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I, Crocodile
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I, Crocodile

3.84  ·  Rating details ·  254 ratings  ·  46 reviews
While robbing Egypt's mummies, sphinxes, and palm trees, Napoleon can't resist bringing home a souvenir crocodile as well. All Paris is enchanted with this exotic creature. But for a crocodile with an appetite as big as his ego, being the toast of the town has its downside, too. What's a crocodile who's used to a dinner of flamingo, snake, or mongoose to make of chocolate ...more
Published (first published September 8th 1999)
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Average rating 3.84  · 
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 ·  254 ratings  ·  46 reviews

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I have read many books where a story is usually told from an animals point of view such as Aesops Fables. But I have never read a book where the main animal character talks with dignity when narrating his side of the story. I, Crocodile is such a tale by Fred Marcellino who masterfully tells the story of a crocodiles attempts to fit in the society who had forcefully taken him away from his home.

Fred Marcellinos story and illustrations are brilliant as he describes the crocodiles predicament
Mar 09, 2011 rated it really liked it  ·  review of another edition
Recommends it for: parents reading with their children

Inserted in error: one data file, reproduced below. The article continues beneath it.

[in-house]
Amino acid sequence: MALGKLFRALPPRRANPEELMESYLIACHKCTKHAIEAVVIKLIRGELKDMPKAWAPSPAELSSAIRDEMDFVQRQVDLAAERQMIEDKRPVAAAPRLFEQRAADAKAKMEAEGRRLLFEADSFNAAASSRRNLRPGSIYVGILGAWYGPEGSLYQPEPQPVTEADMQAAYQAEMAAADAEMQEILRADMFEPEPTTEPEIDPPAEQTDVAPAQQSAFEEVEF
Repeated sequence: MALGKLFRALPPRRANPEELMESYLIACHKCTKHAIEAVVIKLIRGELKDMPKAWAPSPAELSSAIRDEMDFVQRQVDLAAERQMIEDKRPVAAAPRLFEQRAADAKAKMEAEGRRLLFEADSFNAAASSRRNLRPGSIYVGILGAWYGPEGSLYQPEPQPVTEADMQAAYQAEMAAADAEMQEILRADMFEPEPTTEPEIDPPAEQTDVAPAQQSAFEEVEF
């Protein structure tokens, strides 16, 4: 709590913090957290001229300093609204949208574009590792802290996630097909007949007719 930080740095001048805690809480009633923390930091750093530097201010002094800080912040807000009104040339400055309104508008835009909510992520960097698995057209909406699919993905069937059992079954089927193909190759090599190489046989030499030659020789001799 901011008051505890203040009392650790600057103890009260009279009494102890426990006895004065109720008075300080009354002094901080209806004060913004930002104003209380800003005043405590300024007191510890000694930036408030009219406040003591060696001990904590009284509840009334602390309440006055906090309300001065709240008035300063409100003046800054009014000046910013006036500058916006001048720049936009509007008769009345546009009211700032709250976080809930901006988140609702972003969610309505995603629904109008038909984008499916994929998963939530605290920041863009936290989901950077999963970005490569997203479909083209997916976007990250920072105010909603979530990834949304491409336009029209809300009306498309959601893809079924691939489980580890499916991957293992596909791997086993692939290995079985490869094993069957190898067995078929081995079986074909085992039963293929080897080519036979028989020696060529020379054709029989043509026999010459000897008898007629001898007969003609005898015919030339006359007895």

This is a wonderful little tale about the pillaging of Egypt by Napoleon, who brings back lots of art, statues, and even trees to Paris. The story is told from the perspective of a crocodile who loves his life along the Nile, but finds himself rudely transported to France with the rest of the booty. It's a fun and humorous tale with amazing illustrations - who knew that a crocodile could be so expressive? And the ending is funny, too, but perhaps a bit much for younger children to handle. ...more
McKenna Ray
Oct 22, 2018 rated it it was amazing  ·  review of another edition
I absolutely love this book, it has a cute little spin on a crocodile's life. This book is written from the view of the crocodile and how he had to face different obstacles while living in different environments. I like how the author used the historical figure Napoleon throughout the book. I would definitely use this in my classroom because you can tie it to so many lessons. You can teach about a crocodile's habitat, what type of food they eat, and their lifespan. You can also teach about ...more
Cassandra Lemieux
Sep 21, 2016 rated it really liked it  ·  review of another edition
Shelves: summaries
Summary: This story is about a crocodile who once lived in Egypt. He bragged at the fact that he never had to chase a meal, that they all would come to him. He was living the perfect life in his little swamp until Napoleon came around and took him to Paris. Crocodile was sad at first. He was stuck in a small enclosure. He came to enjoy all the attention he got, however. But once Napoleon realized he was no longer a big deal, he decided he wanted to eat him. To find out what happens with ...more
Taurean Watkins
Mar 02, 2015 rated it it was amazing  ·  review of another edition
Recommends it for: Fans of "I Want My Hat Back" and books by Jon Scieszka, fans of crocodiles
Shelves: animal-fantasy
Hes one of the few illustrators I know of who mostly illustrated other authors books, and this is one of the few (If not only) book he wrote and illustrated. His art has a vintage feel without being hokey or saccharine. Humor here is dry yet cheeky, but not as subversive as Dahl or Sendak. Something in the middle.

That said, if your kids or students love Dahl or had the debate about Jon Klassens I Want My Hat Back about if he or didnt he to a certain rabbit, theyll love where this story ends. I
Katie Fleming